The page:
Students dropping out of school before completion remains our biggest challenge. Moving back to the rural provinces or obtaining paid work accounted for the reasons why 11 ISF state school students dropped out during the reporting period. These students are receiving 1-to-1 counselling from our social workers and employment team to ensure that they progress on to stable employment and where possible return to school. When appropriate, our social workers and employment team support students to find part-time jobs, so that they can continue to study whilst generating much needed income as opposed to dropping out entirely. Currently, seven students are studying and working part-time as professional football players, football coach assistants, waiters and ISF librarians and five students are undertaking training to become barbers. ISF social workers also support the children’s families where possible by suggesting employment or education opportunities which the family could benefit from. Supporting family members to find gainful employment reduces the rate of older students needing to drop out of school to support their family.
After meeting with ISF's social workers, 17 year old student Vasson* decided not to drop out of school. He learned that not only would his prospects be better if he finished his education but that he could also do vocational training alongside his studies.
Vasson* joined ISF’s Catch-up Education Programme in 2013, to study grade 1 at the age of 11. Now, he is 17 years old and studying in grade 8 at high school.
Vasson recently told us a little bit more about the impact ISF’s programmes have had on his life to date: “Two of my brothers are also students here at ISF and other three have never attended school because my mother cannot afford to send them. Our family’s living situation is very difficult and it made me want to stop studying so I could find a job and work full-time. But, after ISF’s social worker talked to me, I realised that, if I graduated high school, I would have more opportunities to find a job and earn a better wage. Their advice led me to change my mind and continue my studies.
ISF also gave me the opportunity to join their Employment Programme and access vocational training. They support me to attend barber training every Sunday at a private barber shop. I hope that this skill will help me to earn an income while I am studying at high school. I have been attending barber training for one year and four months and I’ve learned how to do many different men’s hair styles. I want to run a small business when I graduate the training. When I have free time, I help to cut the hair of other ISF students who don’t have money to go to a barber shop. Doing this allows me to improve my skills, build my confidence and also helps my friends.I will continue try to overcome all my challenges until I can reach my dream to become a doctor in the future.”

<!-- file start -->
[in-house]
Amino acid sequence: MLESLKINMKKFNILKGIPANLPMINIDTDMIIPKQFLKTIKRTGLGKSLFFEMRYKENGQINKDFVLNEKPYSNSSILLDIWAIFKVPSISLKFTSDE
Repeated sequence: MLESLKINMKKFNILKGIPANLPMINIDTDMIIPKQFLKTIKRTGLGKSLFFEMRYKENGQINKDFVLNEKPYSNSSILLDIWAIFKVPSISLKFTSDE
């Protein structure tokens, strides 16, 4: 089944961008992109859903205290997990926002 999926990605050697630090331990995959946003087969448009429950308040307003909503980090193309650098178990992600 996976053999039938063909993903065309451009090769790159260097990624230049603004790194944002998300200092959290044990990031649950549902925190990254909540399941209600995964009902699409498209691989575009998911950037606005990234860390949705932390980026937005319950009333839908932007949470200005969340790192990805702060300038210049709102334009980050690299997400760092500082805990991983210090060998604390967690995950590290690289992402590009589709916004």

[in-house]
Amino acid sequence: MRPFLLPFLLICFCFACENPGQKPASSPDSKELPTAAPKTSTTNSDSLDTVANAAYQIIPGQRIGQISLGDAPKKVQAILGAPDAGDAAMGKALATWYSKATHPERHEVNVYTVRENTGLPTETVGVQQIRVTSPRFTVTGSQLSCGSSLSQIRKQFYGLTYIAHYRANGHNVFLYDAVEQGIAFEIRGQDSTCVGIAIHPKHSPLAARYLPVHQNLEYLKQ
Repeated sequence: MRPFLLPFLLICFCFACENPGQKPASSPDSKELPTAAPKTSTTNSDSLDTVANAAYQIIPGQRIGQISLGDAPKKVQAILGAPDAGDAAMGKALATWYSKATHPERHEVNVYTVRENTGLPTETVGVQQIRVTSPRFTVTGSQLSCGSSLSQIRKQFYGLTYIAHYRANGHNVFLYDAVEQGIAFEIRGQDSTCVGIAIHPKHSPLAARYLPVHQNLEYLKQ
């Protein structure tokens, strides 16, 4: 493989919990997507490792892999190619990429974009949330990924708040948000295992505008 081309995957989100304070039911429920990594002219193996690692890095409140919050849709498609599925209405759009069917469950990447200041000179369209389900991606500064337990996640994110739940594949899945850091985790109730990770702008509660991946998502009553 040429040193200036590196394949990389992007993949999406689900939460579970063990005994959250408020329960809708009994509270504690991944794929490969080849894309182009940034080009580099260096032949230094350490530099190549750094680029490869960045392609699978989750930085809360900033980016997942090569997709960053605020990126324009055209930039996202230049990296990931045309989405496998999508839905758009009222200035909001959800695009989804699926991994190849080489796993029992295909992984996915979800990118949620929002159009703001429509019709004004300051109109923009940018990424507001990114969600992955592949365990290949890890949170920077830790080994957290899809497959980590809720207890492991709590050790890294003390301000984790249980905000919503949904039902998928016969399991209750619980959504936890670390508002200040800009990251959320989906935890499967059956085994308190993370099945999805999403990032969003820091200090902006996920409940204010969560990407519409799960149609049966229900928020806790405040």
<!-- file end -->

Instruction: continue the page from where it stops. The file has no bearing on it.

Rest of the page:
ISF’s university students continue to receive support from our dedicated team of social workers and have access to ISF’s Employment Programme to develop their employability skills and competencies.
We are happy to report that our university student Siekheang recently successfully completed her pre-university English bridging course and Thida is on track to complete it in September 2018. Both students will then begin their university education in November 2018. At the moment, both are also working full-time to help support their families.
The third student, Bunleng, was offered a 50% scholarship to study at the National Taiwan University. Bunleng, who speaks excellent Chinese and English, moved to Taiwan in March 2018 where he will be living and studying for four years.
On behalf of all of us at ISF, thank you for supporting our students and their families to change their lives and futures.
*Names of children under 18 years old have been changed.
Leaphea*, ISF catch-up student
Sokha*, student studying English at ISF
Vasson*, state school student and barber trainee
Students studying English at ISF